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5 Reasons You Should Train with a Climbing Coach

Updated: Nov 22, 2023

Training with a climbing coach is becoming increasingly common (especially as an adult climber) as the sport's popularity continues to rise. You probably see climbing coaches at climbing gyms coaching the youth teams, but you might need to know that you can get a climbing coach too. The idea of a climbing coach for a recreational adult climber might sound silly, but it could easily take your climbing to the next level. Especially if you have big climbing goals and aspirations, think about more established sports like skiing. Many adults will not hesitate to learn to ski from an instructor. Why would it not be the same for climbing? If you're here, you're probably weighing the idea, trying to figure out if a climbing coach is good for you. Here are five reasons why you should hire a climbing coach.

Plateau Phase

Boy climber climbing in an indoor climbing gym

Let's say you've been climbing for a few years, slowly progressing comfortably. But then it stops. It's been three months, and with every climbing session, you feel you are repeatedly working on the same difficulty level. That is a plateau in climbing performance. It happens to almost everyone and can cause wall-slapping frustration whether you are stuck at a V4 plateau or a V8 plateau. If you are in this situation, this is the perfect time to start training with a climbing coach. A coach will recognize why you are stuck on this plateau and provide you with the resources and training you need to fight past it.

Pinpointing Weaknesses

Male climbing coach guiding female climber in climbing a rock climbing wall

So, how exactly will a coach help you fight past a plateau in performance? They will be able to pinpoint your weaknesses as a climber. Why is this important? Because whatever climbing weaknesses you have are what is ultimately holding you back from your climbing goals. Maybe you get aggravatingly pumped out of your mind anytime you climb higher than 20 feet, or you cannot hold onto that crimp on your gym project. You may have already self-diagnosed your climbing weaknesses since you are self-aware enough to realize you are a V8 climber on the face but a V4 climber on the 45-degree wall. (Here's the secret in this scenario, your climbing weaknesses involve climbing on overhanging terrain). Even if you feel comfortable recognizing your weaknesses, a climbing coach can dig deeper into why you struggle with overhangs and how to improve that.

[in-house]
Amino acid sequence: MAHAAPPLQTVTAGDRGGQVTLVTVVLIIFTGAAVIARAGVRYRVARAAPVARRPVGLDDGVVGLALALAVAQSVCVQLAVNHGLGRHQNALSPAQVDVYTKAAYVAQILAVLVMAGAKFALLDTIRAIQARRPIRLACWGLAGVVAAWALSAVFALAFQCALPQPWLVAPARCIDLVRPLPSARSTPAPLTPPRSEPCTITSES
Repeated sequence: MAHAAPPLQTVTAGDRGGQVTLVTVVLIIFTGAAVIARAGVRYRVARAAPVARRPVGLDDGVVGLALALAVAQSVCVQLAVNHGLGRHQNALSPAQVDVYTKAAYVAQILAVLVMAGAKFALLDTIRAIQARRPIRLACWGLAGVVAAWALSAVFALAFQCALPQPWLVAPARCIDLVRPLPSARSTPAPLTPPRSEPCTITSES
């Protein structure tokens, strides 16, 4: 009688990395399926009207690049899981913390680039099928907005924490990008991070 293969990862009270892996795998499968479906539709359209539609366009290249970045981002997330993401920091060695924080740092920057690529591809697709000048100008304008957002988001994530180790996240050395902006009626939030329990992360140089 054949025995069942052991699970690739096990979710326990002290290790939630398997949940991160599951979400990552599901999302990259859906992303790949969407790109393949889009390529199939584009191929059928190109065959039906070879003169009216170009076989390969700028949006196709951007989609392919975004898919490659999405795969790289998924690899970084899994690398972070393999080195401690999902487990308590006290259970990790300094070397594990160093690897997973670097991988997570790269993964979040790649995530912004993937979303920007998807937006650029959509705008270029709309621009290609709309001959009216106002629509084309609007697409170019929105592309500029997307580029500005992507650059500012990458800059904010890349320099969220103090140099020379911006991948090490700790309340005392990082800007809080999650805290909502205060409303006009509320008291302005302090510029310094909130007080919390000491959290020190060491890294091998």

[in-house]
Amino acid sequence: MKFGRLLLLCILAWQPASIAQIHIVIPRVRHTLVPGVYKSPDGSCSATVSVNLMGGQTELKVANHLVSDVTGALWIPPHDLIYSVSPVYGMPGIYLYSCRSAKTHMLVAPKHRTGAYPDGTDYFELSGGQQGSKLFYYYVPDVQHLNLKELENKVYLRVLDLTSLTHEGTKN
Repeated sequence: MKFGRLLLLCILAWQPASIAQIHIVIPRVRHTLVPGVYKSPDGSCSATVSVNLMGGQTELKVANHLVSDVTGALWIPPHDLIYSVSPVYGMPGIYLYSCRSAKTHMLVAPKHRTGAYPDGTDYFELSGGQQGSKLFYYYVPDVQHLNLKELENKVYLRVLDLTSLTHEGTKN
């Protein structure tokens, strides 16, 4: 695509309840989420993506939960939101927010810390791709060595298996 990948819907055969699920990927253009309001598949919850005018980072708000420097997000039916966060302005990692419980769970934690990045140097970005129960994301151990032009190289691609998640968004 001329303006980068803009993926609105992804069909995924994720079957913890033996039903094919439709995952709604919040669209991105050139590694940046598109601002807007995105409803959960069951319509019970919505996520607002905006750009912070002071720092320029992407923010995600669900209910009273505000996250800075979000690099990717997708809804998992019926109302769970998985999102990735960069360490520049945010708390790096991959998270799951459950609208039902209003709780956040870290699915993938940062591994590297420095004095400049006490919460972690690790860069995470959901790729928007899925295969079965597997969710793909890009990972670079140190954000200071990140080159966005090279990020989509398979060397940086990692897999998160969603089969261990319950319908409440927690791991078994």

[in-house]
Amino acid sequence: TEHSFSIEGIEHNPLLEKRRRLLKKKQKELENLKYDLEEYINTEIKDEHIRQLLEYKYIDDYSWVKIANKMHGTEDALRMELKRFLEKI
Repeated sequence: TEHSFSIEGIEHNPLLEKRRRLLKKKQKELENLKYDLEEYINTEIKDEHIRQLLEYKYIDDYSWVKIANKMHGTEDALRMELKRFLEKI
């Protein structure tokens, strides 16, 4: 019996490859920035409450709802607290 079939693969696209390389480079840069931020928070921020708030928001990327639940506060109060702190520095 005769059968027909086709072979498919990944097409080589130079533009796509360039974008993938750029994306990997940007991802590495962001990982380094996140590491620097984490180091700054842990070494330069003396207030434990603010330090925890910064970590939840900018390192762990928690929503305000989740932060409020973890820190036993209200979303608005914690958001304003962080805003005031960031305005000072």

Female climber happily listening to her climbing coach's assessment

Let's talk about motivation. How often are you sitting at work, thinking about how hard you'll train at the gym later, only to get there, see all your friends, and spend the session socializing and climbing without intention? Because climbing is such an incredible community, sometimes it's hard to stay motivated when you and your climbing bestie are sharing some gossip about Alex Honnold's newest expedition while bouldering. The social aspect of gym climbing will likely result in more talking and less time on the wall. Motivation in everyone is different, but a climbing coach will assist with discovering what type of motivation works for you and help you capitalize on it. The more training motivation you have, the harder you will work, and the quicker you will see results. Your climbing coach will be your biggest fan!


Male climbing coach giving pointers to his student

Another critical aspect of training with a climbing coach is having someone to keep you accountable. You might already know your weaknesses and what type of training you would like, but that knowledge is only helpful if you are accountable for your training! Training works best if you are consistent. A climbing coach will keep you responsible for all your workouts and assist with any other accountability habits you need to stay consistent.

Overall Education

Male climber, together with his climbing coach, planning on how to take a route

The learning factor of having a climbing coach is arguably the most important reason to hire one. They have a lot of knowledge about the different aspects of climbing, and they will share that knowledge with you. And this knowledge you can carry with you for the rest of your climbing career, coach or no coach. Hiring a coach could bring new ideas to your current training program even if you are an advanced climber and feel confident in your training knowledge. Two heads are better than one! And having a third-party opinion on your climbing habits, techniques, strengths, and weaknesses is valuable. More often than not, climbing coaches don't coach themselves. Many of them have another climbing coach because they see the value of having a coach who knows your climbing better than you know it yourself.

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